Nuclear physics, as the name implies, deals with the model and mechanics of the nucleus.
Building upon the understanding of a central positive charge—called a proton—in the nucleus of hydrogen, it seemed reasonable to assume that other atoms also had nuclei with protons.
Sir James Chadwick demonstrated the existence of a neutral particle—called a neutron—that has essentially the same mass as the proton. The nucleus is made of protons and neutrons that, collectively, are called nucleons. According to the modern model of the nucleus, the atomic number ( Z) is the number of protons in the nucleus, and the atomic mass ( A) is the number of nucleons in the nucleus. (The number of electrons is equal to the number of protons in an electrically neutral atom, and so the number of orbiting electrons is also given by the value of Z.) Nuclei with the same number of protons but differing number of neutrons are called isotopes. The chemical properties of an element are determined by the outer electrons (equal to the number of protons); therefore, isotopes are identical in chemical nature but differ in mass. The symbol for an element ( X) is Z A X; for example, 4 9Be is beryllium with four protons and five neutrons.
When the masses of the constituent particles of a nucleus are added together, the sum is less than the nucleus itself. For example, a deuteron is an isotope of hydrogen with one proton and one neutron in the nucleus. The following below adds these particles in atomic mass units—abbreviated here as amu—where 1 amu is 1/12 of a carbon atom with 12 nucleons.
The observed mass of the deuteron is 2.014102 amu, which is .002388 less than the sum. Using the mass‐equivalence equation, E = mc 2, 1 amu corresponds to approximately 931 MeV. Thus, the mass difference is (0.002388 amu)(931 MeV/amu) = 2.224 MeV. This quantity is called binding energy. The binding energy is the difference between the mass energy of the nucleus and its constituent particles. To separate the nucleus into a proton and neutron, energy equal to the binding energy must be added to the system.
Some nuclei are unstable and spontaneously emit radiation, which is called radioactivity. The radiation is of three types:
- Alpha decay, in which the emitted particles are helium nuclei of 2 protons and 2 neutrons
- Beta decay, in which the emitted particles are electrons
- Gamma decay, in which high energy photons are emitted
The original nucleus is called the parent nucleus, and the nucleus remaining after the decay is called the daughter nucleus. The process of one element changing into another through radioactivity is called transmutation.
If a nucleus emits an alpha particle, it loses two protons and two neutrons; therefore, the daughter nucleus has an atomic mass of 4 less and an atomic number of 2 less than the parent nucleus. An example of alpha decay of uranium is 92 238U → 90 234Th + 2 2He.
If a nucleus emits a beta particle, it loses an electron. Since the mass of the electron is so small compared to that of a proton and a neutron, the atomic mass of the parent nucleus is the same as the daughter nucleus. The atomic number of the daughter nucleus is one greater than that of the parent nucleus. An example of beta decay of bismuth is 83 212Bi → 84 212P 0 + − 0 e.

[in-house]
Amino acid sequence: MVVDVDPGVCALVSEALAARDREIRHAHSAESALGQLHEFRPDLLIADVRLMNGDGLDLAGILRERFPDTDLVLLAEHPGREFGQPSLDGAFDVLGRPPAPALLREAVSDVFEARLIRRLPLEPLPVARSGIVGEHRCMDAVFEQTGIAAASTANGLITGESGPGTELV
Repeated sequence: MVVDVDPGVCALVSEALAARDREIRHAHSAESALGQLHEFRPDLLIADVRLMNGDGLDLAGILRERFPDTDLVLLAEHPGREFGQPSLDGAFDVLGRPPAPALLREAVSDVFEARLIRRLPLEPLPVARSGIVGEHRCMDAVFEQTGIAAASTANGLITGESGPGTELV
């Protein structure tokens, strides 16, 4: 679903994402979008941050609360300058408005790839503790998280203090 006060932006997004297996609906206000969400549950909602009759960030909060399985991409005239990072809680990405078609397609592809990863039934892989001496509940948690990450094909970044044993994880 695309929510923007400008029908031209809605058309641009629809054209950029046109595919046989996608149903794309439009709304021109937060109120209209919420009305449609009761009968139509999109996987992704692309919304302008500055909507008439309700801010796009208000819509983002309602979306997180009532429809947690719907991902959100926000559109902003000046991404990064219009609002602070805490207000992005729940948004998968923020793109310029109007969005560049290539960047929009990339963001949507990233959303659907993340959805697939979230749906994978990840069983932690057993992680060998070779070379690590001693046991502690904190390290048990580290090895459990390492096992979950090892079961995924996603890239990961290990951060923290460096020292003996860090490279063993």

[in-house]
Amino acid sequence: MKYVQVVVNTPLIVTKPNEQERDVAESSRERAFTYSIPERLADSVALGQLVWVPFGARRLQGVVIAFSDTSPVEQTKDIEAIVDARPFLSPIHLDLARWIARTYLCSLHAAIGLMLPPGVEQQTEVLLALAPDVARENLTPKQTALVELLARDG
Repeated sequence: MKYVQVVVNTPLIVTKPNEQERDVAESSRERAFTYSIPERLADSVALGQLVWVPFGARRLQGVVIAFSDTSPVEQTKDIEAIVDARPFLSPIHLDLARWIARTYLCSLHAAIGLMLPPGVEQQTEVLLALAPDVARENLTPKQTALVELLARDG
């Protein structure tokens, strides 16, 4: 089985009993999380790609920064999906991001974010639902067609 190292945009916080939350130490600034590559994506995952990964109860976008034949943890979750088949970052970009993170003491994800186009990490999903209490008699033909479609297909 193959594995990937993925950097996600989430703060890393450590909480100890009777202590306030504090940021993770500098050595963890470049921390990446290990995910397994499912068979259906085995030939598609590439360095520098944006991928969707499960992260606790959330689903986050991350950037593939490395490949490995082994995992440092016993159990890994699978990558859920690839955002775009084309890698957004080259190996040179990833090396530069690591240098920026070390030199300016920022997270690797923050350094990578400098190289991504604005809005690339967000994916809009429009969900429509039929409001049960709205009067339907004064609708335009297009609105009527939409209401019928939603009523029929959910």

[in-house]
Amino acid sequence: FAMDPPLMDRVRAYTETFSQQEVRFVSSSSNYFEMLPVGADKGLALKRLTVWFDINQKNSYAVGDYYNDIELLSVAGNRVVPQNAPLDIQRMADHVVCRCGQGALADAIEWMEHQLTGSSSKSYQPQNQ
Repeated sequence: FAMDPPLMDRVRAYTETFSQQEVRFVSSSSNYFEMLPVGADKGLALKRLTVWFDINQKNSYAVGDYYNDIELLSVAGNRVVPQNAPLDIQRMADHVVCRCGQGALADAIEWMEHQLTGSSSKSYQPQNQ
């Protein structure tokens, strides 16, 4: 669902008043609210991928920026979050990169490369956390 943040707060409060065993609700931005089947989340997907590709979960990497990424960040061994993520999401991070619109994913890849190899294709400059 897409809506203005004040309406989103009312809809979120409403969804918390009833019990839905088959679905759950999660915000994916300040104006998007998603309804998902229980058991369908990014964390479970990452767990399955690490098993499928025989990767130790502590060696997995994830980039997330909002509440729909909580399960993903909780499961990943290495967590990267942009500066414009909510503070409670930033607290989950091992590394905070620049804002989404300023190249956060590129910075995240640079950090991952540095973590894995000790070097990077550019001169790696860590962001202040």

Frequently the daughter nucleus is left in an excited state after either alpha or beta decay. Then the nucleus can give up excess energy by emission of gamma radiation. The following example shows a typical situation where gamma decay occurs: 5 12B → 6 12C* + −1 0 e; then, 6 12C* → 6 12C + γ, where the asterisks indicate an excited nucleus.
The rules for radioactive decay are based on conservation laws. Examination of the preceding examples reveals that the number of nucleons and the electric charge are conserved; that is, the total on one side of the equation equals the total on the other side of the equation. Other conservation laws that must be observed are those of energy, momentum, and angular momentum.
The decay rate ( R) or the activity of a sample of radioactive material is defined as the number of decays per second, given by R = − λ N, where N is the number of radioactive nuclei at some instant and λ is the decay constant.
The half‐life ( T) is defined as the time required for half of a given number of radioactive nuclei to decay. It is different for each type of radioactive element:
The general decay curve for a radioactive sample relating the number of nuclei present at a given time to the original number of nuclei is exponential. The expression is 0 1 n + 92 235U → 56 241Ba + 36 92Kr + 3 0 1 n. The total rest mass of the products is less than the original rest mass of the original uranium by 220 MeV. This is an enormous amount of energy compared to energy releases in chemical processes and when considering that a relatively modest piece of uranium has so very many nuclei. Nuclear fusion occurs when light nuclei are combined to form a heavier nucleus. The sun is powered by nuclear fusion.
The binding energy is related to stability. When the mass energy of the parent nucleus is greater than the total mass energy of the decay products, spontaneous decay will take place. If the decay products have a greater total mass energy than the parent nucleus, additional energy is necessary for the reaction to occur. Energy is released when light nuclei combine (fusion) and when heavy nuclei split (fission).